There’s a frustration I face with modern photography—glossy spreads in magazines and head shots and landscapes. With the advent of Photoshop, everything just looks too perfect.
On the occasion of Dread Scott’s public art project …Or Does it Explode? in Philadelphia, the artist exchanged emails with BOMB Managing Editor Nick Stillman. Scott’s provocative work challenges pedestrians in Philadelphia’s bustling Logan Square to consider the fate of local high schoolers will be on view through November.
Wendy White’s paintings are some of the most dynamic and edgy abstractions being made today. When I was first introduced to her work back in 2005, they were raw, brash, confident—everything that the art world was not at the time.
Math artist John Sims kicks off his exhibition series at the Bowery Poetry Club tonight. Writer / curator A.M. Weaver spoke with him.
Nathalie Ours-Choussat is the Editor in Chief of A Magazine curated by…, which biannually champions the unique voice of a fashion designer.
This week, From the Archive explores the exterior influences our interviewees have wrestled with—pressures that come at their artistic creations quietly from the side, and also those that come head-on.
Keats’ work creates an absurd world that may be uncomfortable to visit, but forces us to examine our own in an entirely new context. Emily Nonko puts the questions to the quester.
This June Alexis Knowlton spoke at The Drawing Center’s colloquium on the “Power of Art.” Her topic was “S.L.A.T.”, Super Lame Art Thematization; calling attention to the corruption of the artist’s intention in the presence of evil middlemen.
Poet and essayist Kristin Prevallet talks to artists caraballo-farman about their series The Heirloom Plates, part of the exhibition Iran Inside Out at the Chelsea Art Museum through September 4th.
West-coast correspondent Christine Lagorio reports from the Oakland Art Murmur. Video after the jump.
As we approach the event horizon of the summer—that nebulous, mid-August point when the season begins its imperceptible slip towards fall—the city pauses for a collective breath.
Michael Bühler-Rose and Matthew Gamber discuss the past, present, and future of black and white in an art world that’s been overtaken by large format color photography.
Throughout the early 1920s, Aleksandr Rodchenko took many photographs of his friends and colleagues. Some were snapshots, others author photos for book covers, and still others would be used in his propaganda collages for the Russian Telegraph Agency.
I am wrapped in a universe of temporal distortion when looking at Mark Borthwick’s photography. His images and installations, a constant fixture in both the pages of the world’s leading fashion magazines and on the walls of museums and galleries, are dedicated to creating an awareness of who he is at that moment.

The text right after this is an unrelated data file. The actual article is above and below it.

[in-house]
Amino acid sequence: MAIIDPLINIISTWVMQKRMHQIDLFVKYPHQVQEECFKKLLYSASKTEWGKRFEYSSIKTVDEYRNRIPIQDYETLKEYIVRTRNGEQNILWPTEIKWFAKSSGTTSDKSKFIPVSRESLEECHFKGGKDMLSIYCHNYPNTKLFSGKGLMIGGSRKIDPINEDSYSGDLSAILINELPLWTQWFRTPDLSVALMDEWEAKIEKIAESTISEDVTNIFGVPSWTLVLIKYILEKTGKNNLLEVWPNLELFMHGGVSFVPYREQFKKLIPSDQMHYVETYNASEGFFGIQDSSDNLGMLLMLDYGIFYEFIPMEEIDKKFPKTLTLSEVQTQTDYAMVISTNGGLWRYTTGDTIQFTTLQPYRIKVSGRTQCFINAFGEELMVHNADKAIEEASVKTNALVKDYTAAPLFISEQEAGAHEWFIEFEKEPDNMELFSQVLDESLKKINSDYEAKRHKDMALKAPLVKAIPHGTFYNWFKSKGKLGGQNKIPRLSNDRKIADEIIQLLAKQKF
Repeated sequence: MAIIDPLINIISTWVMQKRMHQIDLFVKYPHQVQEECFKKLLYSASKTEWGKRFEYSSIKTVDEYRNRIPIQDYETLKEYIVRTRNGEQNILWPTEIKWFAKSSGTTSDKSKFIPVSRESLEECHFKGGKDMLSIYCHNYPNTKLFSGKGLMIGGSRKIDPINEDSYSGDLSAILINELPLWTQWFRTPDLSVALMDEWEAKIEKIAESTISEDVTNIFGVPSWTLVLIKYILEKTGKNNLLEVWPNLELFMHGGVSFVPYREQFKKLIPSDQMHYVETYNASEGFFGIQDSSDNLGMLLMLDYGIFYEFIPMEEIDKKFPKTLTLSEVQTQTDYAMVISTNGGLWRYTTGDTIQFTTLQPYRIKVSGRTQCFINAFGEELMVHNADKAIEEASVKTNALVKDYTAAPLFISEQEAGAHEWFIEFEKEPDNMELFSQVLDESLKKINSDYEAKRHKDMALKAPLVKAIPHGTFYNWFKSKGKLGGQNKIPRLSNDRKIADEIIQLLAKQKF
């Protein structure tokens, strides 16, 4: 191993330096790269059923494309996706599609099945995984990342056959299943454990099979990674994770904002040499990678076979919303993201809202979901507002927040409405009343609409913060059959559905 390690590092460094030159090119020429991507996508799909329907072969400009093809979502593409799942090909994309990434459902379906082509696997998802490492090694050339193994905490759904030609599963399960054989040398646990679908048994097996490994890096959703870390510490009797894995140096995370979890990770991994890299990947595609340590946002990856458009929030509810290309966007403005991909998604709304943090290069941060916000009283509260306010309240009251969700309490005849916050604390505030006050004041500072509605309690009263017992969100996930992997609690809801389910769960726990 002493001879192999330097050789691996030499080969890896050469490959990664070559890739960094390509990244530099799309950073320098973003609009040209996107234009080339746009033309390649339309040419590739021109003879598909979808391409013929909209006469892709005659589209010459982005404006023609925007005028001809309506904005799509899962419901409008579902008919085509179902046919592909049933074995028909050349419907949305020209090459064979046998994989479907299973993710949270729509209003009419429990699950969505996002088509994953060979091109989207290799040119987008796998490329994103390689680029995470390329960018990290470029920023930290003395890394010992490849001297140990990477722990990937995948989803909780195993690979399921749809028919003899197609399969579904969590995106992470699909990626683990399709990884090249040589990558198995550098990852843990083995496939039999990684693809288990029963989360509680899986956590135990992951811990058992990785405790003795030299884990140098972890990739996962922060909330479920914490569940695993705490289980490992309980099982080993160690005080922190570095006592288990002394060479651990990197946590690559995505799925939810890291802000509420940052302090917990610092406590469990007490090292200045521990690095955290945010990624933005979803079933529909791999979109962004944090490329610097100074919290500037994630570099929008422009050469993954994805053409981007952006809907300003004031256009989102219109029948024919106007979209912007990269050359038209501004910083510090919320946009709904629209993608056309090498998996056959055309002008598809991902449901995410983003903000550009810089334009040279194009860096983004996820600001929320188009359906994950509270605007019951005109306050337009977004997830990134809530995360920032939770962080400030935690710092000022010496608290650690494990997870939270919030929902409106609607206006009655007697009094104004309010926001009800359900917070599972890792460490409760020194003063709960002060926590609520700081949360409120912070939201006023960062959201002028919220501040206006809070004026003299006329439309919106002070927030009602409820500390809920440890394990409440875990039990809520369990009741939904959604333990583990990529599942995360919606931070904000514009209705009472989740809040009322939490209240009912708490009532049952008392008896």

This week’s new round of archive interviews focuses on the boundaries of form and moments where style and politics run up against those boundaries.
During my first weeks of wading through the archive I was dizzy trying to make sense of all the information I was ingesting.
Check out the mural by Gustavo and Otavio Pandolfo on East Houston and Bowery.
Damion Berger’s work is interesting to me precisely because it has so little in common with the majority of his contemporaries. When I first saw it, we just had to talk.
A play on the Surrealist game, where the BOMB staff arranges an assortment of our exquisite archives.
At A Magazine’s #9 launch party, several contributors present are also part of BOMB Magazine’s legendary extended family.
Speeding through creative thoughts and curatorial vision with Liutaurus Psibilskis, a curator whose primary focus is to awaken the public to both the unrecognized historical presence and contemporary significance of video and performative artwork.
In this edition of BOMB on The Inside David Goodman checks out the Summer Phase of X Initiative in Chelsea.
This edition of From the Archive features some super smart ladies, including; Jill Eisenstadt, Kim Wozencraft and Penny Arcade.
Kris Chatterson interviews independent curator Jon Lutz.
Richard J. Goldstein and Hannah Kahng interview Roman Ondák about his installation Measuring the Universe at MOMA.
In this edition of BOMB On the Inside, Gilles D’Amecourt interviews photographer Matthew Scott.
David Goodman interviews Eric Shiner, The Milton Fine Curator of Art at the Andy Warhol Museum.
Caitlin Roper and Jana Leo discuss Leo’s new book and exhibition, Rape New York, that chronicles her experience of being attacked one afternoon in her apartment.
Longtime New York art scene extraordinaire Alanna Heiss talks about the future for internet radio and art.